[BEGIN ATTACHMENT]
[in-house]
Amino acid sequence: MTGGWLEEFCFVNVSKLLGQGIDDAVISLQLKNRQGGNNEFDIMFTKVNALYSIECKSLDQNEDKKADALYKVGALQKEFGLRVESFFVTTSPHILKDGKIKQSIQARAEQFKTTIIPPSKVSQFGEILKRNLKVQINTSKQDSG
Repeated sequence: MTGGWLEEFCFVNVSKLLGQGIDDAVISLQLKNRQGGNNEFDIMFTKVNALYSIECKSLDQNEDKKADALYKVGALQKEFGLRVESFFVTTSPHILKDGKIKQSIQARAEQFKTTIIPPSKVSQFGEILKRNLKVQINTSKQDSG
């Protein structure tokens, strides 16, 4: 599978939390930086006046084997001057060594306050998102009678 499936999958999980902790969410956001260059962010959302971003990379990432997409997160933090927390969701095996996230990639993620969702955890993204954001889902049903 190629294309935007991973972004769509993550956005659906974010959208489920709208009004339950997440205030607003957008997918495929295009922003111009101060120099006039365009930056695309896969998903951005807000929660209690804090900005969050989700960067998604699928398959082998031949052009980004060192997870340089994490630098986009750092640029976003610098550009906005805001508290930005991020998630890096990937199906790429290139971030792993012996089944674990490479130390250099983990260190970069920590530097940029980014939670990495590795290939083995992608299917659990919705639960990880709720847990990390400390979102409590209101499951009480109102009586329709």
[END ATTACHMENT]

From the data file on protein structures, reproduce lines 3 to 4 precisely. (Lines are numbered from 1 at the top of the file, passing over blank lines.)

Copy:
Repeated sequence: MTGGWLEEFCFVNVSKLLGQGIDDAVISLQLKNRQGGNNEFDIMFTKVNALYSIECKSLDQNEDKKADALYKVGALQKEFGLRVESFFVTTSPHILKDGKIKQSIQARAEQFKTTIIPPSKVSQFGEILKRNLKVQINTSKQDSG
């Protein structure tokens, strides 16, 4: 599978939390930086006046084997001057060594306050998102009678 499936999958999980902790969410956001260059962010959302971003990379990432997409997160933090927390969701095996996230990639993620969702955890993204954001889902049903 190629294309935007991973972004769509993550956005659906974010959208489920709208009004339950997440205030607003957008997918495929295009922003111009101060120099006039365009930056695309896969998903951005807000929660209690804090900005969050989700960067998604699928398959082998031949052009980004060192997870340089994490630098986009750092640029976003610098550009906005805001508290930005991020998630890096990937199906790429290139971030792993012996089944674990490479130390250099983990260190970069920590530097940029980014939670990495590795290939083995992608299917659990919705639960990880709720847990990390400390979102409590209101499951009480109102009586329709």